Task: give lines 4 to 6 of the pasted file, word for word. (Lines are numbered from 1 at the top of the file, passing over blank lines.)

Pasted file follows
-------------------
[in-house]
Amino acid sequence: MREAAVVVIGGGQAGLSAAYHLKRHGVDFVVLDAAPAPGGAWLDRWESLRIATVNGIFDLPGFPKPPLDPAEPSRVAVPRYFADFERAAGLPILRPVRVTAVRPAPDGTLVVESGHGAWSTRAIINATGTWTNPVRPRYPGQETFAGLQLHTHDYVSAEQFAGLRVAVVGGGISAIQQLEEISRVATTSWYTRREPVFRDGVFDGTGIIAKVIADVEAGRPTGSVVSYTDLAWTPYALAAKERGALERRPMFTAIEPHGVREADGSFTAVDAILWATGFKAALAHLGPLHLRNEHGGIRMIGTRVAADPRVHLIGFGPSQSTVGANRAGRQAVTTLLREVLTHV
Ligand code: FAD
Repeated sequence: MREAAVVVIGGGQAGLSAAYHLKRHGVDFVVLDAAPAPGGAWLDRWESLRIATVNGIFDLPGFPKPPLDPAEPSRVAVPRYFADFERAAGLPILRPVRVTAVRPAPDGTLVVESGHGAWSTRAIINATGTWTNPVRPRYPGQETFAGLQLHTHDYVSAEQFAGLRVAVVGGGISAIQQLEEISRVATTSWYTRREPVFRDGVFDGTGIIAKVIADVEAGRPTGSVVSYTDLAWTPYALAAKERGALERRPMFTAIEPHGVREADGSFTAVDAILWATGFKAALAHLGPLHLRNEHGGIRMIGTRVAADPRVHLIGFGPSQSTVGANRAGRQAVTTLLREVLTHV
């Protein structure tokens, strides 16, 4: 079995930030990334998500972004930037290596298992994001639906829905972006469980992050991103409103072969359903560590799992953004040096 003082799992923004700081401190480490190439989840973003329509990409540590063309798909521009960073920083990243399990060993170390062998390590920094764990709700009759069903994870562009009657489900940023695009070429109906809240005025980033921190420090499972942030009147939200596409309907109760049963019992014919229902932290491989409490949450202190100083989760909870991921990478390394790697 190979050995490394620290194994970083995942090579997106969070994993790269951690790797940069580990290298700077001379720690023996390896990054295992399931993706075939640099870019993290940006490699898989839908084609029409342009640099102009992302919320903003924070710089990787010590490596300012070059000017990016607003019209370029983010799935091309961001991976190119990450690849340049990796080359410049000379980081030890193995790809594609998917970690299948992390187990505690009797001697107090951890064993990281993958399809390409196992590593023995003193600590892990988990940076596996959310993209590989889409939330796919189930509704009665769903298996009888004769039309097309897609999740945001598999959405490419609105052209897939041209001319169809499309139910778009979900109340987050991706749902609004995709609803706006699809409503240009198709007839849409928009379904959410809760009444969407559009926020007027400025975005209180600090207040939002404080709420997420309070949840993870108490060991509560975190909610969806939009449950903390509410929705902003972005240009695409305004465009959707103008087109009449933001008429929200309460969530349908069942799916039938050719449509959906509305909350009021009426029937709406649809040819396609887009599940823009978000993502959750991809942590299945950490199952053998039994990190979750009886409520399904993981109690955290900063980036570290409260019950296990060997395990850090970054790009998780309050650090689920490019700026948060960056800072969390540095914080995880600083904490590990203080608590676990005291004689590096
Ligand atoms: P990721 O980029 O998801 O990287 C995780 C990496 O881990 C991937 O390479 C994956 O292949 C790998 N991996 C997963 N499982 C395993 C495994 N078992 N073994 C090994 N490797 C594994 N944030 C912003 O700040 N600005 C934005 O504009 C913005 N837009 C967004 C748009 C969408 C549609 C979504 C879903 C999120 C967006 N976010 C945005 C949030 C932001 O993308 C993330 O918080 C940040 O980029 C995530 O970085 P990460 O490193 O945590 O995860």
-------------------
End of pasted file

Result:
Repeated sequence: MREAAVVVIGGGQAGLSAAYHLKRHGVDFVVLDAAPAPGGAWLDRWESLRIATVNGIFDLPGFPKPPLDPAEPSRVAVPRYFADFERAAGLPILRPVRVTAVRPAPDGTLVVESGHGAWSTRAIINATGTWTNPVRPRYPGQETFAGLQLHTHDYVSAEQFAGLRVAVVGGGISAIQQLEEISRVATTSWYTRREPVFRDGVFDGTGIIAKVIADVEAGRPTGSVVSYTDLAWTPYALAAKERGALERRPMFTAIEPHGVREADGSFTAVDAILWATGFKAALAHLGPLHLRNEHGGIRMIGTRVAADPRVHLIGFGPSQSTVGANRAGRQAVTTLLREVLTHV
């Protein structure tokens, strides 16, 4: 079995930030990334998500972004930037290596298992994001639906829905972006469980992050991103409103072969359903560590799992953004040096 003082799992923004700081401190480490190439989840973003329509990409540590063309798909521009960073920083990243399990060993170390062998390590920094764990709700009759069903994870562009009657489900940023695009070429109906809240005025980033921190420090499972942030009147939200596409309907109760049963019992014919229902932290491989409490949450202190100083989760909870991921990478390394790697 190979050995490394620290194994970083995942090579997106969070994993790269951690790797940069580990290298700077001379720690023996390896990054295992399931993706075939640099870019993290940006490699898989839908084609029409342009640099102009992302919320903003924070710089990787010590490596300012070059000017990016607003019209370029983010799935091309961001991976190119990450690849340049990796080359410049000379980081030890193995790809594609998917970690299948992390187990505690009797001697107090951890064993990281993958399809390409196992590593023995003193600590892990988990940076596996959310993209590989889409939330796919189930509704009665769903298996009888004769039309097309897609999740945001598999959405490419609105052209897939041209001319169809499309139910778009979900109340987050991706749902609004995709609803706006699809409503240009198709007839849409928009379904959410809760009444969407559009926020007027400025975005209180600090207040939002404080709420997420309070949840993870108490060991509560975190909610969806939009449950903390509410929705902003972005240009695409305004465009959707103008087109009449933001008429929200309460969530349908069942799916039938050719449509959906509305909350009021009426029937709406649809040819396609887009599940823009978000993502959750991809942590299945950490199952053998039994990190979750009886409520399904993981109690955290900063980036570290409260019950296990060997395990850090970054790009998780309050650090689920490019700026948060960056800072969390540095914080995880600083904490590990203080608590676990005291004689590096
Ligand atoms: P990721 O980029 O998801 O990287 C995780 C990496 O881990 C991937 O390479 C994956 O292949 C790998 N991996 C997963 N499982 C395993 C495994 N078992 N073994 C090994 N490797 C594994 N944030 C912003 O700040 N600005 C934005 O504009 C913005 N837009 C967004 C748009 C969408 C549609 C979504 C879903 C999120 C967006 N976010 C945005 C949030 C932001 O993308 C993330 O918080 C940040 O980029 C995530 O970085 P990460 O490193 O945590 O995860």